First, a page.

First Air Force One Set to Leave Arizona for Restoration
March 23, 2016 at 5:32 am
The Columbine II at Marana Regional Airport. | Courtesy of First Air Force One Facebook page
After languishing at a Southern Arizona airfield for years, the first aircraft to be known as Air Force One is heading to the East Coast.
As the Associated Press reported last week, the Columbine II — a 1948 Lockheed C-121 Constellation — will be flown from Marana Regional Airport to Bridgewater, Virginia, sometime in April. It's been bought by Karl Stoltzfus, the founder and chairman of Dynamic Aviation, which is headquartered in Bridgewater.
The plane once carried President Dwight Eisenhower on foreign and domestic trips. A near-collision with another plane over New York City in 1953 led to the Air Force One designation still used by presidential planes today. (Arizona Highways readers might remember it from a recent Where Is This? entry in the magazine.)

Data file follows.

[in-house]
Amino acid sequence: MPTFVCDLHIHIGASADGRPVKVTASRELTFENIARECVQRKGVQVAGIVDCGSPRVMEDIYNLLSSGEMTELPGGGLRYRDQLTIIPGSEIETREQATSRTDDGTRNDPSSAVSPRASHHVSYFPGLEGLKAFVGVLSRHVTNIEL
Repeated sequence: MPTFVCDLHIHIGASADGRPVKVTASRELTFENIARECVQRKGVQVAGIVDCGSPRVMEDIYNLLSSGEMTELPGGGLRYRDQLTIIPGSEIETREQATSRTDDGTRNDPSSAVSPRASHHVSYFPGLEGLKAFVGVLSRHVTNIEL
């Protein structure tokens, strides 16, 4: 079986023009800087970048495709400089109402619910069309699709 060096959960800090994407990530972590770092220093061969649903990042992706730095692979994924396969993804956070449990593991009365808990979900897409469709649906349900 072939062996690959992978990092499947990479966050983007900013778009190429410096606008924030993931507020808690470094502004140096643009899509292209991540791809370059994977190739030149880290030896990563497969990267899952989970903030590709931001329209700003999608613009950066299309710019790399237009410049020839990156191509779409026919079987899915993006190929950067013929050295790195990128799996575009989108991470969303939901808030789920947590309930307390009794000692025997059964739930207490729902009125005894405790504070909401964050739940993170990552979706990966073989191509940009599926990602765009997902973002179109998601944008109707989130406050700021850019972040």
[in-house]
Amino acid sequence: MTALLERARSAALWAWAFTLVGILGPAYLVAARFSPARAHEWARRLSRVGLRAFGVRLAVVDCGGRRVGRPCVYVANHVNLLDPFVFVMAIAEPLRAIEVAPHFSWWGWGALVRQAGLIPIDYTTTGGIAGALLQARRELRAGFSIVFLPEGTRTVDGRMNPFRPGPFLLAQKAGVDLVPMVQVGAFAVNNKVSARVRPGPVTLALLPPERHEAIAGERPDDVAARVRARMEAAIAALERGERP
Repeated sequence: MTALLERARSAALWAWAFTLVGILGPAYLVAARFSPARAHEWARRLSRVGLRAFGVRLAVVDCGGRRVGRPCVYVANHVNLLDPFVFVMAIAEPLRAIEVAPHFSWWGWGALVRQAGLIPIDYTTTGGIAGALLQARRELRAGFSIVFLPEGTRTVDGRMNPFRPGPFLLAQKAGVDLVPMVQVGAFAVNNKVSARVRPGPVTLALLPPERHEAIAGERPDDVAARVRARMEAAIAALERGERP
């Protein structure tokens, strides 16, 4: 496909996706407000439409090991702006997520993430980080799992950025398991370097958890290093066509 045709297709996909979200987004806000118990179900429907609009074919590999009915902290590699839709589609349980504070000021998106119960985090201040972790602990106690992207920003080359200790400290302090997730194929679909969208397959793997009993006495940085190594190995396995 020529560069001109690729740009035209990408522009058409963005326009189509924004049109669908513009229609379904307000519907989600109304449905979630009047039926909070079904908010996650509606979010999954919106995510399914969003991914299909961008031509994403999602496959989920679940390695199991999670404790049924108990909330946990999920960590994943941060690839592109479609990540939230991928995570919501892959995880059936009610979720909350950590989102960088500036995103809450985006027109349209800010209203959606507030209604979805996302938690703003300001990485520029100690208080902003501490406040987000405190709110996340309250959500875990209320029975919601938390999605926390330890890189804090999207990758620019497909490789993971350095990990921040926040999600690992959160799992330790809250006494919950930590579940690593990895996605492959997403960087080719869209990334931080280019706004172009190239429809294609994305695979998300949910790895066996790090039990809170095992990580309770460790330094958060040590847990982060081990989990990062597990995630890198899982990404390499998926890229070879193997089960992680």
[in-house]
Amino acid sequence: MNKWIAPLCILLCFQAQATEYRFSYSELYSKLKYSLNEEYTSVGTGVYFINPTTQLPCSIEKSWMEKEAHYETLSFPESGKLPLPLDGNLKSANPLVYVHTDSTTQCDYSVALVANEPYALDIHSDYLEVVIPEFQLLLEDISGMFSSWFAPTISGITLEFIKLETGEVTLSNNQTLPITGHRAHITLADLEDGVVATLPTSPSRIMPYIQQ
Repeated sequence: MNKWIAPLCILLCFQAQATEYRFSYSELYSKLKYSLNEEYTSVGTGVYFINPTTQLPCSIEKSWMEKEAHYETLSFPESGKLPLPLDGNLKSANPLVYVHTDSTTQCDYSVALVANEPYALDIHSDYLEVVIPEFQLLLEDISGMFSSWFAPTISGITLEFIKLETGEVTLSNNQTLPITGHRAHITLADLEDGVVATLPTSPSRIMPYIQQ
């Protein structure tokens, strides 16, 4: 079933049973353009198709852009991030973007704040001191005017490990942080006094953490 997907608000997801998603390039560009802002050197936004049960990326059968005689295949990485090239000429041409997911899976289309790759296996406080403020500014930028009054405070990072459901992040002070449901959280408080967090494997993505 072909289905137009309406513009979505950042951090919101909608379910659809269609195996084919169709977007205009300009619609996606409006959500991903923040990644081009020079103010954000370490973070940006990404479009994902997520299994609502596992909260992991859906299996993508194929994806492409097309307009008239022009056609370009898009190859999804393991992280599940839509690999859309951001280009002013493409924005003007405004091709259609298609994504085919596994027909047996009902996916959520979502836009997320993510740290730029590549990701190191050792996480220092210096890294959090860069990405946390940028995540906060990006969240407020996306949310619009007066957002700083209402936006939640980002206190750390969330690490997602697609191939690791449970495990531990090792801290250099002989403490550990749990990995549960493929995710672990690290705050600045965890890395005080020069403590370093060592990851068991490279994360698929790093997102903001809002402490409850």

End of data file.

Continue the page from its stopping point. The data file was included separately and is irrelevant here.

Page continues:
The Columbine II was sold at an Air Force auction in 1970, and it's been in various states of disrepair since then. Stoltzfus bought the plane after reading an article in 2014 about its then-owner deciding whether to scrap it or sell it. "I didn't want to see somebody drinking a beer and wonder if the beer can came from that plane," he told the AP.
Dynamic Aviation engineers have gotten the plane back in flying shape for the journey. In Virginia, restoration work will continue on the interior. Eventually, Stoltzfus plans to open it to the public at a small museum on the company's grounds, and take it to air shows.
To see updates on the plane's progress and its upcoming journey, you can follow the First Air Force One page on Facebook.